What do you do?
“My days are never the same,” Dennis says, “which is awesome.”
Dennis Palmer, 36, is the Operations Support Superintendent at the Pinto Valley MIne. He supervises 10 supervisors and oversees departments that include fleet and facilities, tailings operations, SX/EW and leaching operations and the assay lab. His team supports the operation with pipe work in the pit, carpentry needs in the mill, building guards, welding, and maintenance of a huge fleet of vehicles and mobile equipment. Dennis likes the busy pace, the interactivity, being in the field and helping to solve problems. He’s been in the newly created position since February 2020.
“It’s challenging and it’s exciting,” Dennis says, “I’m learning more from my team than they’re learning from me, for sure.”
Child of a Miner
“I’m never working in the mines,” Dennis thought in his childhood, “it’s dangerous.”
Although his father and both grandfathers were miners, Dennis had dreams of going to college and doing “something else.” By senior year, his thoughts and priorities had changed. He had friends working in the mines. Making good money. There was a baby on the way. When Dennis graduated from Globe High School in 2002, he went to work as a laborer at a calcium mine in Superior.
“It’s kind of all we knew,” he reflects, “kind of the culture here.”
He turned the job into a career. Became an operator. Worked at Philips-Dodge. He came to realize and respect how hard his parents had worked, and his grandparents.
“No one ever went hungry,“ Dennis says.
Grandchild of a Miner
Ron Ray is Dennis’ maternal grandfather and was general foreman at Pinto Valley when it reopened in 2007. At his invitation, Dennis attended a job fair and got a position as a mill control technician. His first supervisor taught him about leadership.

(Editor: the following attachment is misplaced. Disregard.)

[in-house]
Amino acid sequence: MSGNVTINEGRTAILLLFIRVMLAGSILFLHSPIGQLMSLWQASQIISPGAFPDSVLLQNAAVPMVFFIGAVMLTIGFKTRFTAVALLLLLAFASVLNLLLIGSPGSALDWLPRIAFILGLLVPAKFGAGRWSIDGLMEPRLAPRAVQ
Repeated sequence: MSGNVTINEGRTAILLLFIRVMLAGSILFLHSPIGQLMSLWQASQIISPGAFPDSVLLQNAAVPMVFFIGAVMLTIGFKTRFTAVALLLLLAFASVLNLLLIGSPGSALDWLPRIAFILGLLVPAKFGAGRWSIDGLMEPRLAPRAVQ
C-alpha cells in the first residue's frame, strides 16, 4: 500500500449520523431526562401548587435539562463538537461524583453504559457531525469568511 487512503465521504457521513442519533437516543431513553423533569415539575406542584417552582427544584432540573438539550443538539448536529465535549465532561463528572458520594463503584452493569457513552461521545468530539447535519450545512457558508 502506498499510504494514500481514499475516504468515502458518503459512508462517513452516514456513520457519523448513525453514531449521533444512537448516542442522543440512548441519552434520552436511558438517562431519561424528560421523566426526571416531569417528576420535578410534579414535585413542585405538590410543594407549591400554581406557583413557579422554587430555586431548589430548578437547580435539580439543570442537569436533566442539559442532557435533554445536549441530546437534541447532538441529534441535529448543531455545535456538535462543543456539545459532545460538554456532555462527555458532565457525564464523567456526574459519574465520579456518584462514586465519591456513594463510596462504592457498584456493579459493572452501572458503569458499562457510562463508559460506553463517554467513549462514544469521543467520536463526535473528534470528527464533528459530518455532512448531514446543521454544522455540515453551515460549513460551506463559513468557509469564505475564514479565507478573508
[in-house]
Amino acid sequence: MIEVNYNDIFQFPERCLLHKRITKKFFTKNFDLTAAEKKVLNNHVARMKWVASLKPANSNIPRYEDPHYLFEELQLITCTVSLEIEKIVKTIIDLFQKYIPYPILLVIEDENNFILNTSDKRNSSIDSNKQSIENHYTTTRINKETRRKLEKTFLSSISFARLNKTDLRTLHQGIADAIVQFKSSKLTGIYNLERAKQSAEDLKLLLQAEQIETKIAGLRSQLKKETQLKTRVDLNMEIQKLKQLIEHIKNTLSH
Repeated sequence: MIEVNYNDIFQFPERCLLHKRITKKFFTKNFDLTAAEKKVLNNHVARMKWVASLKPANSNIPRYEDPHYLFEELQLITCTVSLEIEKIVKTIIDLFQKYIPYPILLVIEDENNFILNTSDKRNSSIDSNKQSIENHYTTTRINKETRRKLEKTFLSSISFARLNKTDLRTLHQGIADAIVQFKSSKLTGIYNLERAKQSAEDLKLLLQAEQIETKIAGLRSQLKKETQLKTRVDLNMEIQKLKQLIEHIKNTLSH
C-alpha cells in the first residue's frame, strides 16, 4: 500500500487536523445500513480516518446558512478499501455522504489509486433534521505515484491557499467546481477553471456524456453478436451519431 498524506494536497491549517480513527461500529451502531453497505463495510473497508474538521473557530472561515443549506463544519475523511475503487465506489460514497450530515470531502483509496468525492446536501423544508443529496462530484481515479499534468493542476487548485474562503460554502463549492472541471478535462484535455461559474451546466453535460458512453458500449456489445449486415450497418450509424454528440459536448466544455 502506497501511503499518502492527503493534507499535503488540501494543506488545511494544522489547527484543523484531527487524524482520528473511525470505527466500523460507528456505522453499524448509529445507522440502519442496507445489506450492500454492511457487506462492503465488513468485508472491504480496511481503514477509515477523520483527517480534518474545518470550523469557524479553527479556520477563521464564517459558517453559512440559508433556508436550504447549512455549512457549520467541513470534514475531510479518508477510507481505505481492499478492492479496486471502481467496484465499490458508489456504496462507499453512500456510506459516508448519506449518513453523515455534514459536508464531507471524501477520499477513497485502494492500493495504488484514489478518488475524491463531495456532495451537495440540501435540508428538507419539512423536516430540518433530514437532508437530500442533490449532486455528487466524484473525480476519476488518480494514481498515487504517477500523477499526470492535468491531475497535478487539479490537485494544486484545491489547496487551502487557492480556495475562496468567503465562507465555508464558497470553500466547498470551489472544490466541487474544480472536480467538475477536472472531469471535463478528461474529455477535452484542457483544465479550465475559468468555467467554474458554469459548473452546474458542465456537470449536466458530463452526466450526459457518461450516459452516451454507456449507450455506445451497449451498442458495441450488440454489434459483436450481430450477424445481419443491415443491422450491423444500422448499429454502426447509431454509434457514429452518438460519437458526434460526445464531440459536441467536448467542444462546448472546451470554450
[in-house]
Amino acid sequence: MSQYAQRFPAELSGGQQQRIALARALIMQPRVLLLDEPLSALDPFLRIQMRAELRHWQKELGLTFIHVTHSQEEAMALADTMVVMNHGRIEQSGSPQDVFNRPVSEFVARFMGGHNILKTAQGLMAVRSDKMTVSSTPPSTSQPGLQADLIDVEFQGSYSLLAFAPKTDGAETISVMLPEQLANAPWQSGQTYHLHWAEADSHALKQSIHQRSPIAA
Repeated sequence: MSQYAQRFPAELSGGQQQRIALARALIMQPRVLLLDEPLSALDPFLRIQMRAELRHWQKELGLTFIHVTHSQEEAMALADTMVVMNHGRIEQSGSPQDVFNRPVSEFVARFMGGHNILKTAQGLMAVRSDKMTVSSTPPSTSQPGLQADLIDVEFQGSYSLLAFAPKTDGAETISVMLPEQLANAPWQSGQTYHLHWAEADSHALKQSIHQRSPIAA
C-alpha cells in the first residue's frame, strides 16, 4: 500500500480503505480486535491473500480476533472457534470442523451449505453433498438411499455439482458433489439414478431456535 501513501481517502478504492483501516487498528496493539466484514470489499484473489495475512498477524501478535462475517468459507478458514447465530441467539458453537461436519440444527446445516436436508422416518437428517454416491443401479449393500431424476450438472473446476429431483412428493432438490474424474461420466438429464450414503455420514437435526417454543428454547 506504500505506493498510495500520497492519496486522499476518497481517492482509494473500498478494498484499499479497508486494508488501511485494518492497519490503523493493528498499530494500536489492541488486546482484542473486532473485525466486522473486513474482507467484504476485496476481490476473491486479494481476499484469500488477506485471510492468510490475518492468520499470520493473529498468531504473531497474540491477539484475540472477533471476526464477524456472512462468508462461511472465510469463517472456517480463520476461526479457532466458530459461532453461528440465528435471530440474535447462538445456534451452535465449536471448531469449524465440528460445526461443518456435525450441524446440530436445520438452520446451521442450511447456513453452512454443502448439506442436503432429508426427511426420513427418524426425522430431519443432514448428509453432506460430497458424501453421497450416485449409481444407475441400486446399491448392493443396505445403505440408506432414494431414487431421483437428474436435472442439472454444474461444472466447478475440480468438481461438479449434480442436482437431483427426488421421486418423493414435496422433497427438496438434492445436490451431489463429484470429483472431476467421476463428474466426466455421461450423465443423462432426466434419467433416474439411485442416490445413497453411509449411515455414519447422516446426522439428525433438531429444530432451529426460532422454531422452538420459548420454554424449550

“Everyone needs someone to mentor them,” Dennis says. “For the most part, a good supervisor can make anyone a good employee.”
When BHP shut the mine down in 2009, Ron Ray retired.
By 2012, Dennis was promoted to supervisor. Then senior supervisor. Then shift superintendent. He’s currently taking courses online to earn a degree. His long-term goal is a position in general management.
Dennis likes the vantage of working for a smaller company.
“It’s relationship-based,” he says, “You’re not just a number at Capstone.”
What’s Different about mining now?
“Safety culture,” says Dennis without pause.
He’s heard stories about the “crazy things” they did in his forefathers’ era.
“That’s changed tremendously,” he says. “For the better.”
What is the same?
“Fellowship. Camaraderie of the mines,” says Dennis. “I’ve worked with people from all over the world. It’s unified. You learn from each other. Everyone in mining wants mining to be successful.”
The Next Generation
For Dennis, mining is personal.
“It’s literally in my blood,” he says, “both sides!”
He also sees mining as a part of something greater.
“It’s so easily overlooked but it’s so big. Every single person in the world damn near is impacted by mining, in a positive way. Turning on the light. Using a cell phone,” says Dennis. “That we can do this and protect our employees and communities, it’s pretty awesome.”
Dennis’ daughter, Madison Palmer is a 2020 summer intern at Pinto Valley, working in processing. At 18, she has already excelled in academics, sports and service and is now a pre-med student at Grand Canyon University.
“If they want to get into mining, I’ll support it,” says Dennis, now father to three. “If they want to go into something else, I’ll support that.”
A traveler, Patti Daley came to Globe in 2016 to face the heat, follow love, and find desert treasure. She writes in many formats and records travel scraps and other musings at daleywriting.com.